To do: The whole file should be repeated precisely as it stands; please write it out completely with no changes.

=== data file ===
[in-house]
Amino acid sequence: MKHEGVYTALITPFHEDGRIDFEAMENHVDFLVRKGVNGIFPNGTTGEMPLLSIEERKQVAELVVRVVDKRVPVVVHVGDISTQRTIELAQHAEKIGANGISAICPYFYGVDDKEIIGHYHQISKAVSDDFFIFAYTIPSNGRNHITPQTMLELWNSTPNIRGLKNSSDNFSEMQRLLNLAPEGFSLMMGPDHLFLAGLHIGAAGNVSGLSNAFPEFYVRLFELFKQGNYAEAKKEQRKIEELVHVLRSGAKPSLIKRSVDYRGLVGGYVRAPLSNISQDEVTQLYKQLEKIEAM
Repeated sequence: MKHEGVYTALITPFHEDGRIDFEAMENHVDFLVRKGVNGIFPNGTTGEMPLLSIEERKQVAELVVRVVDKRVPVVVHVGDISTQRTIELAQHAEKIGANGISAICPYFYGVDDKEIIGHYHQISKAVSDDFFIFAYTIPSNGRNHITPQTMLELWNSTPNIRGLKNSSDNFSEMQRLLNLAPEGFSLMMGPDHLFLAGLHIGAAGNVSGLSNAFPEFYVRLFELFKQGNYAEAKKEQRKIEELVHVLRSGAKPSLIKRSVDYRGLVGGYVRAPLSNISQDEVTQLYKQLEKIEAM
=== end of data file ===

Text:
[in-house]
Amino acid sequence: MKHEGVYTALITPFHEDGRIDFEAMENHVDFLVRKGVNGIFPNGTTGEMPLLSIEERKQVAELVVRVVDKRVPVVVHVGDISTQRTIELAQHAEKIGANGISAICPYFYGVDDKEIIGHYHQISKAVSDDFFIFAYTIPSNGRNHITPQTMLELWNSTPNIRGLKNSSDNFSEMQRLLNLAPEGFSLMMGPDHLFLAGLHIGAAGNVSGLSNAFPEFYVRLFELFKQGNYAEAKKEQRKIEELVHVLRSGAKPSLIKRSVDYRGLVGGYVRAPLSNISQDEVTQLYKQLEKIEAM
Repeated sequence: MKHEGVYTALITPFHEDGRIDFEAMENHVDFLVRKGVNGIFPNGTTGEMPLLSIEERKQVAELVVRVVDKRVPVVVHVGDISTQRTIELAQHAEKIGANGISAICPYFYGVDDKEIIGHYHQISKAVSDDFFIFAYTIPSNGRNHITPQTMLELWNSTPNIRGLKNSSDNFSEMQRLLNLAPEGFSLMMGPDHLFLAGLHIGAAGNVSGLSNAFPEFYVRLFELFKQGNYAEAKKEQRKIEELVHVLRSGAKPSLIKRSVDYRGLVGGYVRAPLSNISQDEVTQLYKQLEKIEAM